Paris - France will stop providing state export guarantees to projects involving dirty forms of oil such as shale from next year, followed by all types of oil from 2025 and gas from 2035, the finance ministry said on Monday. The French state stopped giving export guarantees, which companies often need to get bank credit, to projects this year where fracking and flaring were involved and also dropped its financial support for coal developments. In a proposal to parliament on Monday, the ministry said guarantees would now also be halted from 2021 for projects involving heavy oil, shale oil and bitumen oil sands, which would affect the creation of up to 700 new jobs. From 2025, public export guarantees would no longer be provided for the exploration and development of new oilfields, potentially at a cost of 1,800 jobs, followed by new gasfields from 2035, which could in turn affect 3,000 jobs: "We eventually don't want the government to support fossil fuels abroad with export financing," Finance Minister Bruno Le Maire told reporters.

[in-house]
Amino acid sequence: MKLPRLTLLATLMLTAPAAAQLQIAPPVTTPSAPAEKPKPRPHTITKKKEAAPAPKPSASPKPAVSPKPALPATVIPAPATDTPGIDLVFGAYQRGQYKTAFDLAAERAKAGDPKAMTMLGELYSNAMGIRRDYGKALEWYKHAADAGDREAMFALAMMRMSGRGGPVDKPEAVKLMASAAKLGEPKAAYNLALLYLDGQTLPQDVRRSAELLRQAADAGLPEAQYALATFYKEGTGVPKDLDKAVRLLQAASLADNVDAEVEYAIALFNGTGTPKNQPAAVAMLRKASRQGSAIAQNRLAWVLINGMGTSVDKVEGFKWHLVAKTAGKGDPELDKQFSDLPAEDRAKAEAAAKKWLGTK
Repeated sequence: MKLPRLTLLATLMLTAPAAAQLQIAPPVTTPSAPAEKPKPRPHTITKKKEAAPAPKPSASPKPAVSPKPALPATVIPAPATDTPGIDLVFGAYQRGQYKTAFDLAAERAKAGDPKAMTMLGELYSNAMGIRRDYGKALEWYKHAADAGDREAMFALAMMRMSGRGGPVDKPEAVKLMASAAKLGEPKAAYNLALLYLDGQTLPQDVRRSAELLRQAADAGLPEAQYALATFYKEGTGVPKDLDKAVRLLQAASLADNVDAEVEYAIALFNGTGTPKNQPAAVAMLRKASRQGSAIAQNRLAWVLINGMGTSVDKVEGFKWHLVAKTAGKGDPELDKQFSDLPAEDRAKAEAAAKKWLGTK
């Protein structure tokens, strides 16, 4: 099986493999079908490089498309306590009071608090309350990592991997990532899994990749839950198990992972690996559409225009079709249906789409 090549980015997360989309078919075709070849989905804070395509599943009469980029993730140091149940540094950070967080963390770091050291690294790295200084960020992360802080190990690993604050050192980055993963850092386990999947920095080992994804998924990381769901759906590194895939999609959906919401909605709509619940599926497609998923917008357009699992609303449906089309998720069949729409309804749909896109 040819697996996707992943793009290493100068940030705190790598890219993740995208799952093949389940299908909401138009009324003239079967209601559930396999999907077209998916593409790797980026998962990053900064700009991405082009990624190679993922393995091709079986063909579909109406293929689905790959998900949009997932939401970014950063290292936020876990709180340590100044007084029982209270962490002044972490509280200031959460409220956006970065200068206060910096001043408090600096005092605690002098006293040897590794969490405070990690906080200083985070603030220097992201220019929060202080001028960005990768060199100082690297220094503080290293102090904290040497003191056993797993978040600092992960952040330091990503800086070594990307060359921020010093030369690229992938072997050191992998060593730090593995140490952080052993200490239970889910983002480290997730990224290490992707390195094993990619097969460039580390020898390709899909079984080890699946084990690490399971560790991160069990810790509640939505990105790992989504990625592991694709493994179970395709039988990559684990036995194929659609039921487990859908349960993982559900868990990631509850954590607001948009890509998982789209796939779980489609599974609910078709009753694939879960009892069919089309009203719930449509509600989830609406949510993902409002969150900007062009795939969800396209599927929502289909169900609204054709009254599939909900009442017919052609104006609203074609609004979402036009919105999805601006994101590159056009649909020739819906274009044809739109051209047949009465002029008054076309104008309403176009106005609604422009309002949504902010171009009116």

The ministry said the later date for gas was because the fuel could help some countries during their transition to cleaner forms of energy. Le Maire said the deadline for gas projects could be brought forward depending on how the market evolved. Over the last 10 years, the government has extended export guarantees worth 4.5 billion euros ($5.3 billion) to the gas and oil industries with 60% still outstanding as of May, according to the finance ministry. Among major projects in the pipeline, French oil and gas company Total has not requested export guarantees for its $20 billion liquefied natural gas (LNG) project in Mozambique while no decision has been taken on a Russian Arctic LNG project in which Total is involved, ministry sources said.
The finance ministry also proposed scrapping export guarantees for thermal power stations with emissions higher than the national median of the benefiting country from 2021. The proposals will be submitted to parliament in the 2021 budget bill which is being considered by lawmakers now